Q: What are a few of your latest cocktail creations and what do they include?
A: I am always trying to incorporate more Amaros and Vermouths into everyday cocktails. My most favorite as of late would be my Patio Pounder featuring Ilegal Mezcal, Aperol, fresh lime and lime cordial. It’s simple, thirst quenching and addicting.
Most recently I was inspired by my trip to a tiny little bar called Coffee Shop San Simon in Antigua, Guatemala. I was really inspired to play around some more with adult toys like power tools, blowtorches, etc. They blew my mind making their own glassware, candies and doing so simplistically! I’d love to do more of that.
Q: The restaurant has an amazing variety of Amaros, Fernets, Cynar, etc. How do you stock your bar and find the best of the best to serve to your customers?
I buy any and all Italian Amaros I can get my hands on. Even if I don’t like them, I figure I’ll find an audience for it or a way to use it eventually. Take Elisir Novasolus, for example; it’s probably the lightest most unexpected bitter ever. At first sip you’re like, “Oh, this isn’t so bad…. OOOAOAHHH,” and it completely dries out your mouth with a tannin bomb that no amount of sand paper can get rid of (in a good way, of course). I’ve grown to love it as a “bartender handshake,” a few drops in a cocktail to add some depth, or just an example in the education of a customer on how bitter one Amaro can get.
Q: What are some of the most innovative cocktail events going on throughout the year that you’re involved with?
A: I guess it depends on your definition of innovative. There are always events, new and old, pushing the envelope as to what is going on in the cocktail world. The most serious? I’d have to say probably the Diageo World Class cocktail competition. The most fun? Swig & Swine pig roast and punch events. The most educational? Any city’s cocktail week (Manhattan, Portland, Tales of the Cocktail, etc.) which offer a great time and are truly engaging with in-depth classes on all aspects of the cocktail world–from bartending, to brand ambassadorship, to starting a liquor company.
Some of my favorite events have been quite exclusive, to bartenders/influencers and involved trips to Antigua, Guatemala to Cafe No Se with Ilegal Mezcal or Tiki By the Sea in southern New Jersey with Avua Cachaca. Both of which offered immersed experiences of the history, culture and origination of the particular styles of mezcal and rum, respectively.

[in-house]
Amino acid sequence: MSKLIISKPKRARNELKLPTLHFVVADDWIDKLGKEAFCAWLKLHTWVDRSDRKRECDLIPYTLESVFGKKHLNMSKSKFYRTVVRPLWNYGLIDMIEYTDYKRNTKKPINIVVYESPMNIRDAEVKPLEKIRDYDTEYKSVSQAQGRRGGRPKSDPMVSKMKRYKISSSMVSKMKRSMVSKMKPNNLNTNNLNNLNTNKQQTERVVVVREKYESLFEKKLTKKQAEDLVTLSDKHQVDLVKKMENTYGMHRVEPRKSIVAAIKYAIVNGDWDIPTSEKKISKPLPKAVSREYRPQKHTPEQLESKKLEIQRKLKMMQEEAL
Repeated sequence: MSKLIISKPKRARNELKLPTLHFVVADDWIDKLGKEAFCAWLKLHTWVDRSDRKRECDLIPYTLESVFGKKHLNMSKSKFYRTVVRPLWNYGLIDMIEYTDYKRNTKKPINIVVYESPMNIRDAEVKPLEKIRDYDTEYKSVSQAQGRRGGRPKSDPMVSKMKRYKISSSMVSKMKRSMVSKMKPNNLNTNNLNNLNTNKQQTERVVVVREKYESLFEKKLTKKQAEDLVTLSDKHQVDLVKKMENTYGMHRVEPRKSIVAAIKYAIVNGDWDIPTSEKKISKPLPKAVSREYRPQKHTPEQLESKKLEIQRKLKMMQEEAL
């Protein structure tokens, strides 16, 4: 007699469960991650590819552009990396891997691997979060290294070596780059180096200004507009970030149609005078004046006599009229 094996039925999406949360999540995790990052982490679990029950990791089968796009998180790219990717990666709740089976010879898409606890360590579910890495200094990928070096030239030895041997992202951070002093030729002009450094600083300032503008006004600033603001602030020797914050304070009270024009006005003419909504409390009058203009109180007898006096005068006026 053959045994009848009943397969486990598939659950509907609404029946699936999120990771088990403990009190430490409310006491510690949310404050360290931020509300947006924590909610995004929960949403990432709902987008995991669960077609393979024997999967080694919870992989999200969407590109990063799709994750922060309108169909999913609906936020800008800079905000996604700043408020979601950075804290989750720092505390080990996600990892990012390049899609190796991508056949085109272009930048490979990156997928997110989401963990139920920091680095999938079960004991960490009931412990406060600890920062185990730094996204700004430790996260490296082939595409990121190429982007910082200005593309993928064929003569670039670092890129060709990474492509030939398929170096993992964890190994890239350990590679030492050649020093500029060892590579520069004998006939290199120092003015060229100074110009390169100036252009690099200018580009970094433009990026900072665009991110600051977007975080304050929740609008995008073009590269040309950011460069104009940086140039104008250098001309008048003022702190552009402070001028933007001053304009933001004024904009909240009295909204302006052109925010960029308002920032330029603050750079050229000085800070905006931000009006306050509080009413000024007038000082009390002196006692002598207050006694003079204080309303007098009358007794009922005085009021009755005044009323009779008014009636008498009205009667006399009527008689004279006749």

Q: What’s your favorite guilty pleasure cocktail?
A: What I like to call the “Brosé:” a grapefruit mimosa or a mezcal and fresh grapefruit juice. It has to be fresh squeezed.
Q: You were featured in a bartender calendar once (meow!). Can you tell us about that?
A: Yaguara Cachaca put together a calendar to raise money for testicular cancer awareness where they found a bartender for each month who would have a (*gasp*) Brazilian wax and pose for the calendar. It was all for a good cause, and something I’d never do again. That is, the Brazilian wax part. I’d pose mostly nude for any *good* cause.
Q: What’s next for you and the cocktail program at Trattoria Il Mulino?
A: As for Trattoria Il Mulino, restaurant bars all have limits to their concepts. I don’t see myself evolving the program much more from where it is today. There’s always small ways to improve, new Amaros to obtain, new cocktail names to grab your attention (Morning Dickel anyone?). But the foundation is pretty much set in stone. If I want to do something more creative or different that’s where Punch & Pie comes in handy or the possibility of opening up other restaurants and bars.
As for me, I am currently expanding Punch & Pie and doing more and more pop-up cocktail events, traveling, working on restaurant and bar concepts, and so on. Punch & Pie is where I find enjoyment and fulfillment, and also work with the very best of bartenders. This is where I am able to share my love for cocktails, plus I can bring people together through art and music, among other things.
Top image via Dan Sternick